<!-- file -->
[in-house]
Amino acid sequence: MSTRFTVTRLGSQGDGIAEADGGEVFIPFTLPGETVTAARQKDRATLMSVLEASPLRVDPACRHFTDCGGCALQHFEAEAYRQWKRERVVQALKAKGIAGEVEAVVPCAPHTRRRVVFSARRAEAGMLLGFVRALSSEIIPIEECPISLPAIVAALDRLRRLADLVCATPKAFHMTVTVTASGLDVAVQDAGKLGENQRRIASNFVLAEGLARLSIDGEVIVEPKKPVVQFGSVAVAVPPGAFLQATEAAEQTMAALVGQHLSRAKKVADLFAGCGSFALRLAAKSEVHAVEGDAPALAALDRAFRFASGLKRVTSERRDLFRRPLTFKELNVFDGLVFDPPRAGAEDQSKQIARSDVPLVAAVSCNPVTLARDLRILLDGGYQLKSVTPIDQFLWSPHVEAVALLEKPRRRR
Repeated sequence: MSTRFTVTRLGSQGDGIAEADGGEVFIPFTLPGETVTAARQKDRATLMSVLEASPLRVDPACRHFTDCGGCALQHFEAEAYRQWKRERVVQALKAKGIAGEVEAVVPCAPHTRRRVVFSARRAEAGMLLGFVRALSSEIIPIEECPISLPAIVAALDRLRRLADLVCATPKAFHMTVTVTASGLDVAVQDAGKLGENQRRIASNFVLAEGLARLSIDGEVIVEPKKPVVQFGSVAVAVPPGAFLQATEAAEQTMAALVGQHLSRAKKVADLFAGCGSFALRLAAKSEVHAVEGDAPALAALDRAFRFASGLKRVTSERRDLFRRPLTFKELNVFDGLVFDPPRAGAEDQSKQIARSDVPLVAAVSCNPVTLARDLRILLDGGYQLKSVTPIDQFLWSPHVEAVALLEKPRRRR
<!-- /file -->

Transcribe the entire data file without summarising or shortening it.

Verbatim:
[in-house]
Amino acid sequence: MSTRFTVTRLGSQGDGIAEADGGEVFIPFTLPGETVTAARQKDRATLMSVLEASPLRVDPACRHFTDCGGCALQHFEAEAYRQWKRERVVQALKAKGIAGEVEAVVPCAPHTRRRVVFSARRAEAGMLLGFVRALSSEIIPIEECPISLPAIVAALDRLRRLADLVCATPKAFHMTVTVTASGLDVAVQDAGKLGENQRRIASNFVLAEGLARLSIDGEVIVEPKKPVVQFGSVAVAVPPGAFLQATEAAEQTMAALVGQHLSRAKKVADLFAGCGSFALRLAAKSEVHAVEGDAPALAALDRAFRFASGLKRVTSERRDLFRRPLTFKELNVFDGLVFDPPRAGAEDQSKQIARSDVPLVAAVSCNPVTLARDLRILLDGGYQLKSVTPIDQFLWSPHVEAVALLEKPRRRR
Repeated sequence: MSTRFTVTRLGSQGDGIAEADGGEVFIPFTLPGETVTAARQKDRATLMSVLEASPLRVDPACRHFTDCGGCALQHFEAEAYRQWKRERVVQALKAKGIAGEVEAVVPCAPHTRRRVVFSARRAEAGMLLGFVRALSSEIIPIEECPISLPAIVAALDRLRRLADLVCATPKAFHMTVTVTASGLDVAVQDAGKLGENQRRIASNFVLAEGLARLSIDGEVIVEPKKPVVQFGSVAVAVPPGAFLQATEAAEQTMAALVGQHLSRAKKVADLFAGCGSFALRLAAKSEVHAVEGDAPALAALDRAFRFASGLKRVTSERRDLFRRPLTFKELNVFDGLVFDPPRAGAEDQSKQIARSDVPLVAAVSCNPVTLARDLRILLDGGYQLKSVTPIDQFLWSPHVEAVALLEKPRRRR